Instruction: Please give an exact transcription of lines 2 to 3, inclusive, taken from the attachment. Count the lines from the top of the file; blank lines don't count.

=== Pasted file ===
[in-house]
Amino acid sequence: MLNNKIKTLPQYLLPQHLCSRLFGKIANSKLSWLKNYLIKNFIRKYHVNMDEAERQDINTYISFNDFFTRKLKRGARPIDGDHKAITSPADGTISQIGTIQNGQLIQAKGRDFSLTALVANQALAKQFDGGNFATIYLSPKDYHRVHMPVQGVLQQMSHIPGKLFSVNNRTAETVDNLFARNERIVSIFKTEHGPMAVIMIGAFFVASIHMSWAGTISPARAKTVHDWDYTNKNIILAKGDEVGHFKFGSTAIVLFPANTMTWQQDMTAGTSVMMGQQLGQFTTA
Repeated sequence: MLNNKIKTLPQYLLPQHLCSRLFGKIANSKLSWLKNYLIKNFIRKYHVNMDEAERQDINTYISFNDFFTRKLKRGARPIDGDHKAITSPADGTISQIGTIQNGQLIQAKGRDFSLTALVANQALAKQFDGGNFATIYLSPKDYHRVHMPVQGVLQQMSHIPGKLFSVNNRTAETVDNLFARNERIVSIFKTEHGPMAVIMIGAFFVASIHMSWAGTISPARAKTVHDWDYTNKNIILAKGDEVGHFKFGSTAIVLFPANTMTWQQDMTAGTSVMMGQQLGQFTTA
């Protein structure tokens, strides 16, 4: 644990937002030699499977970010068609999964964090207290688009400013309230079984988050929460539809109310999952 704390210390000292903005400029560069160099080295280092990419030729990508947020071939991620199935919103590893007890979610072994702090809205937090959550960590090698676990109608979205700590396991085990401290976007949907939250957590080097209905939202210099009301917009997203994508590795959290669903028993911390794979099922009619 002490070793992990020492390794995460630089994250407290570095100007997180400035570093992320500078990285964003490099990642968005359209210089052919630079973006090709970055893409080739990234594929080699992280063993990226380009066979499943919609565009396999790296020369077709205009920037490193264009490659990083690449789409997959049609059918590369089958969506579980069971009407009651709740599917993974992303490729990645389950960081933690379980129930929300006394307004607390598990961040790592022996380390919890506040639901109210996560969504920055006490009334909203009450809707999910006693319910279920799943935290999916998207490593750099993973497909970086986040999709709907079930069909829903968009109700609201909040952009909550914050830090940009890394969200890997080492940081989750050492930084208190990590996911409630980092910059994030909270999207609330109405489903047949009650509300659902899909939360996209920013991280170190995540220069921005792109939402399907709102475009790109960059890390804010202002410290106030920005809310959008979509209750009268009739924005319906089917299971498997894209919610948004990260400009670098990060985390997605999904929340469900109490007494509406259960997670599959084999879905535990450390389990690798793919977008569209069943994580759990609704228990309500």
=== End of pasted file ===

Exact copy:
Amino acid sequence: MLNNKIKTLPQYLLPQHLCSRLFGKIANSKLSWLKNYLIKNFIRKYHVNMDEAERQDINTYISFNDFFTRKLKRGARPIDGDHKAITSPADGTISQIGTIQNGQLIQAKGRDFSLTALVANQALAKQFDGGNFATIYLSPKDYHRVHMPVQGVLQQMSHIPGKLFSVNNRTAETVDNLFARNERIVSIFKTEHGPMAVIMIGAFFVASIHMSWAGTISPARAKTVHDWDYTNKNIILAKGDEVGHFKFGSTAIVLFPANTMTWQQDMTAGTSVMMGQQLGQFTTA
Repeated sequence: MLNNKIKTLPQYLLPQHLCSRLFGKIANSKLSWLKNYLIKNFIRKYHVNMDEAERQDINTYISFNDFFTRKLKRGARPIDGDHKAITSPADGTISQIGTIQNGQLIQAKGRDFSLTALVANQALAKQFDGGNFATIYLSPKDYHRVHMPVQGVLQQMSHIPGKLFSVNNRTAETVDNLFARNERIVSIFKTEHGPMAVIMIGAFFVASIHMSWAGTISPARAKTVHDWDYTNKNIILAKGDEVGHFKFGSTAIVLFPANTMTWQQDMTAGTSVMMGQQLGQFTTA